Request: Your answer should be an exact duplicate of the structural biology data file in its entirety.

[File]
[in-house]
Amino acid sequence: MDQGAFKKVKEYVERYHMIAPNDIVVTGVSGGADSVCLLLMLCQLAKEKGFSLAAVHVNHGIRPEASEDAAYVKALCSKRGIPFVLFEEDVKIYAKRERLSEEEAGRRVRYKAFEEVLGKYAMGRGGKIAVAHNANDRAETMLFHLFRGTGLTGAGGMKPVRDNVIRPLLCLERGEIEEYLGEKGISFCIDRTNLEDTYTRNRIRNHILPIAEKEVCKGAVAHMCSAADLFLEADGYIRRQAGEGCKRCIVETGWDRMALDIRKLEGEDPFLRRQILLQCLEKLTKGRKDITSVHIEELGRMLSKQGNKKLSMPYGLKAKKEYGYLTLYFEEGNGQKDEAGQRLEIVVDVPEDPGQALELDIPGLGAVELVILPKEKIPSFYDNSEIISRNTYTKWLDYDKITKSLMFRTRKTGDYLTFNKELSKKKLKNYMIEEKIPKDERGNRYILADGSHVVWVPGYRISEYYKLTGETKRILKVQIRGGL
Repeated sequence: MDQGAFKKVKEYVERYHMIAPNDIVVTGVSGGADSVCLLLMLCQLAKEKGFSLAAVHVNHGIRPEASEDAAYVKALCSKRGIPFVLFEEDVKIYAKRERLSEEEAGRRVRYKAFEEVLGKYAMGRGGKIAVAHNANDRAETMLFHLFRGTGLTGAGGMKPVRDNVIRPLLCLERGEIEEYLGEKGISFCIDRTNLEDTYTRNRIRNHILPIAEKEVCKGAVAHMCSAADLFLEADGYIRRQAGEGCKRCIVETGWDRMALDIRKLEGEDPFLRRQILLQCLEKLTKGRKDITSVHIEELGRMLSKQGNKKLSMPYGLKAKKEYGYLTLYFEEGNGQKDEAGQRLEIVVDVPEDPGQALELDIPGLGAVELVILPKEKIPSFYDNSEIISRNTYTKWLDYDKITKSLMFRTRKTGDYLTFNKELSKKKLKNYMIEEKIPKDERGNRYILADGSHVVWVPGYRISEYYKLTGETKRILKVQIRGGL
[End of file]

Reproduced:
[in-house]
Amino acid sequence: MDQGAFKKVKEYVERYHMIAPNDIVVTGVSGGADSVCLLLMLCQLAKEKGFSLAAVHVNHGIRPEASEDAAYVKALCSKRGIPFVLFEEDVKIYAKRERLSEEEAGRRVRYKAFEEVLGKYAMGRGGKIAVAHNANDRAETMLFHLFRGTGLTGAGGMKPVRDNVIRPLLCLERGEIEEYLGEKGISFCIDRTNLEDTYTRNRIRNHILPIAEKEVCKGAVAHMCSAADLFLEADGYIRRQAGEGCKRCIVETGWDRMALDIRKLEGEDPFLRRQILLQCLEKLTKGRKDITSVHIEELGRMLSKQGNKKLSMPYGLKAKKEYGYLTLYFEEGNGQKDEAGQRLEIVVDVPEDPGQALELDIPGLGAVELVILPKEKIPSFYDNSEIISRNTYTKWLDYDKITKSLMFRTRKTGDYLTFNKELSKKKLKNYMIEEKIPKDERGNRYILADGSHVVWVPGYRISEYYKLTGETKRILKVQIRGGL
Repeated sequence: MDQGAFKKVKEYVERYHMIAPNDIVVTGVSGGADSVCLLLMLCQLAKEKGFSLAAVHVNHGIRPEASEDAAYVKALCSKRGIPFVLFEEDVKIYAKRERLSEEEAGRRVRYKAFEEVLGKYAMGRGGKIAVAHNANDRAETMLFHLFRGTGLTGAGGMKPVRDNVIRPLLCLERGEIEEYLGEKGISFCIDRTNLEDTYTRNRIRNHILPIAEKEVCKGAVAHMCSAADLFLEADGYIRRQAGEGCKRCIVETGWDRMALDIRKLEGEDPFLRRQILLQCLEKLTKGRKDITSVHIEELGRMLSKQGNKKLSMPYGLKAKKEYGYLTLYFEEGNGQKDEAGQRLEIVVDVPEDPGQALELDIPGLGAVELVILPKEKIPSFYDNSEIISRNTYTKWLDYDKITKSLMFRTRKTGDYLTFNKELSKKKLKNYMIEEKIPKDERGNRYILADGSHVVWVPGYRISEYYKLTGETKRILKVQIRGGL